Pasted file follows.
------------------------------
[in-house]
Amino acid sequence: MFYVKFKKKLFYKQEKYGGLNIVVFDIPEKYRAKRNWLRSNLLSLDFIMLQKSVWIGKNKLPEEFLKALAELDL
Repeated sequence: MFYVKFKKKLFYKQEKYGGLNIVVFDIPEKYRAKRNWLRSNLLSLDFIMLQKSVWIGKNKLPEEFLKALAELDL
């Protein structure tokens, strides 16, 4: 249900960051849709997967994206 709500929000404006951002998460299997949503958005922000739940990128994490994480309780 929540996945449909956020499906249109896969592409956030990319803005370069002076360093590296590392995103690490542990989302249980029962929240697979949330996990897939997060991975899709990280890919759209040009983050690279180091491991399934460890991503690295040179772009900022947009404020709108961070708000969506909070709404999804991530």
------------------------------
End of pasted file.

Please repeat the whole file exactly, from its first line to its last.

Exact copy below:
[in-house]
Amino acid sequence: MFYVKFKKKLFYKQEKYGGLNIVVFDIPEKYRAKRNWLRSNLLSLDFIMLQKSVWIGKNKLPEEFLKALAELDL
Repeated sequence: MFYVKFKKKLFYKQEKYGGLNIVVFDIPEKYRAKRNWLRSNLLSLDFIMLQKSVWIGKNKLPEEFLKALAELDL
């Protein structure tokens, strides 16, 4: 249900960051849709997967994206 709500929000404006951002998460299997949503958005922000739940990128994490994480309780 929540996945449909956020499906249109896969592409956030990319803005370069002076360093590296590392995103690490542990989302249980029962929240697979949330996990897939997060991975899709990280890919759209040009983050690279180091491991399934460890991503690295040179772009900022947009404020709108961070708000969506909070709404999804991530």